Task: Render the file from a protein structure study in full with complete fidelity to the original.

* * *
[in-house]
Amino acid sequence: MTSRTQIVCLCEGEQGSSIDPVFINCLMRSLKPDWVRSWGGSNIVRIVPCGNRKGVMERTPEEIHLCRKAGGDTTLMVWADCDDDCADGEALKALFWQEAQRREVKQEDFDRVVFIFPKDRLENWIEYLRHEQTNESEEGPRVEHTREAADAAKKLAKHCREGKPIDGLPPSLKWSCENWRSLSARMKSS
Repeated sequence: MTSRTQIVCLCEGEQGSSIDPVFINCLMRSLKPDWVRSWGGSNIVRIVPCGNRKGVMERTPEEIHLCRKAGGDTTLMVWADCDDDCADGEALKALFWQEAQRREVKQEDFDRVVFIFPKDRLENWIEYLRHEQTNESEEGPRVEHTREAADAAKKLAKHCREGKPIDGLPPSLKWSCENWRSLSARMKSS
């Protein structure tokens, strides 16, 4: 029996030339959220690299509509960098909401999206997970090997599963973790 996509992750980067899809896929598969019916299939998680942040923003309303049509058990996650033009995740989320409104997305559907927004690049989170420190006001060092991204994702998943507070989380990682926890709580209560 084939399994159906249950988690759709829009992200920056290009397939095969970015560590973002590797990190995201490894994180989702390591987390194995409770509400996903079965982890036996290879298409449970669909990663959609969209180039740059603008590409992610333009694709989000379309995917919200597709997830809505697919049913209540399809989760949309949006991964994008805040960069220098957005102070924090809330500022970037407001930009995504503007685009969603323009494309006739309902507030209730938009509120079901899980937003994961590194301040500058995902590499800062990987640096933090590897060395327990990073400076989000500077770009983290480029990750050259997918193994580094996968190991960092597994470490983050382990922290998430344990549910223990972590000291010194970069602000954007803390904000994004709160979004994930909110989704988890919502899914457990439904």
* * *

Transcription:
[in-house]
Amino acid sequence: MTSRTQIVCLCEGEQGSSIDPVFINCLMRSLKPDWVRSWGGSNIVRIVPCGNRKGVMERTPEEIHLCRKAGGDTTLMVWADCDDDCADGEALKALFWQEAQRREVKQEDFDRVVFIFPKDRLENWIEYLRHEQTNESEEGPRVEHTREAADAAKKLAKHCREGKPIDGLPPSLKWSCENWRSLSARMKSS
Repeated sequence: MTSRTQIVCLCEGEQGSSIDPVFINCLMRSLKPDWVRSWGGSNIVRIVPCGNRKGVMERTPEEIHLCRKAGGDTTLMVWADCDDDCADGEALKALFWQEAQRREVKQEDFDRVVFIFPKDRLENWIEYLRHEQTNESEEGPRVEHTREAADAAKKLAKHCREGKPIDGLPPSLKWSCENWRSLSARMKSS
């Protein structure tokens, strides 16, 4: 029996030339959220690299509509960098909401999206997970090997599963973790 996509992750980067899809896929598969019916299939998680942040923003309303049509058990996650033009995740989320409104997305559907927004690049989170420190006001060092991204994702998943507070989380990682926890709580209560 084939399994159906249950988690759709829009992200920056290009397939095969970015560590973002590797990190995201490894994180989702390591987390194995409770509400996903079965982890036996290879298409449970669909990663959609969209180039740059603008590409992610333009694709989000379309995917919200597709997830809505697919049913209540399809989760949309949006991964994008805040960069220098957005102070924090809330500022970037407001930009995504503007685009969603323009494309006739309902507030209730938009509120079901899980937003994961590194301040500058995902590499800062990987640096933090590897060395327990990073400076989000500077770009983290480029990750050259997918193994580094996968190991960092597994470490983050382990922290998430344990549910223990972590000291010194970069602000954007803390904000994004709160979004994930909110989704988890919502899914457990439904």